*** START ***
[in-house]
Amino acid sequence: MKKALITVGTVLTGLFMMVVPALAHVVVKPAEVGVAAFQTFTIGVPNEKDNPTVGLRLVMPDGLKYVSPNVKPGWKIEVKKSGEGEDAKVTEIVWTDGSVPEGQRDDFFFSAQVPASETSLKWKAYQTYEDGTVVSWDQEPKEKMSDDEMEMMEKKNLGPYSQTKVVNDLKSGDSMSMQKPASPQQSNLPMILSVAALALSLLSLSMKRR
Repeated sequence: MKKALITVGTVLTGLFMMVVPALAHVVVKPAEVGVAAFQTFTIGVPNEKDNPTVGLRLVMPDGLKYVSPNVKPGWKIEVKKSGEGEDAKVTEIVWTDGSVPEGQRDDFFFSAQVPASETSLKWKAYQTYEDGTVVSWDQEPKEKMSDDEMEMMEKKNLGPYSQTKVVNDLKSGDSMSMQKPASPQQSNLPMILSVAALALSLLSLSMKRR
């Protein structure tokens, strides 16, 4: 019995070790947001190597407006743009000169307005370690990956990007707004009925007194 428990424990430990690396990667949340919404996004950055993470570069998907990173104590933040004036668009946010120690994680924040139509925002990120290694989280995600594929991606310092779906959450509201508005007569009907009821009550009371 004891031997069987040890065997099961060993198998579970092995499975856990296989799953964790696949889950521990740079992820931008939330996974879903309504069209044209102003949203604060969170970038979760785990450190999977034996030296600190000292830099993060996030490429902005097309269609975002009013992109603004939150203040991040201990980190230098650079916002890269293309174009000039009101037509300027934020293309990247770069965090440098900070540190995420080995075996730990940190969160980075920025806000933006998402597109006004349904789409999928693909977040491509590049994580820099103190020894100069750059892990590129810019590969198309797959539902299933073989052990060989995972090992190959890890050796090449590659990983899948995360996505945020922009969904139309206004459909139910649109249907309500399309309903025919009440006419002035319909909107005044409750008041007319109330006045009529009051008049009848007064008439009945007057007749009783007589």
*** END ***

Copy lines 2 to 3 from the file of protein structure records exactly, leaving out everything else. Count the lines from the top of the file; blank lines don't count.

Amino acid sequence: MKKALITVGTVLTGLFMMVVPALAHVVVKPAEVGVAAFQTFTIGVPNEKDNPTVGLRLVMPDGLKYVSPNVKPGWKIEVKKSGEGEDAKVTEIVWTDGSVPEGQRDDFFFSAQVPASETSLKWKAYQTYEDGTVVSWDQEPKEKMSDDEMEMMEKKNLGPYSQTKVVNDLKSGDSMSMQKPASPQQSNLPMILSVAALALSLLSLSMKRR
Repeated sequence: MKKALITVGTVLTGLFMMVVPALAHVVVKPAEVGVAAFQTFTIGVPNEKDNPTVGLRLVMPDGLKYVSPNVKPGWKIEVKKSGEGEDAKVTEIVWTDGSVPEGQRDDFFFSAQVPASETSLKWKAYQTYEDGTVVSWDQEPKEKMSDDEMEMMEKKNLGPYSQTKVVNDLKSGDSMSMQKPASPQQSNLPMILSVAALALSLLSLSMKRR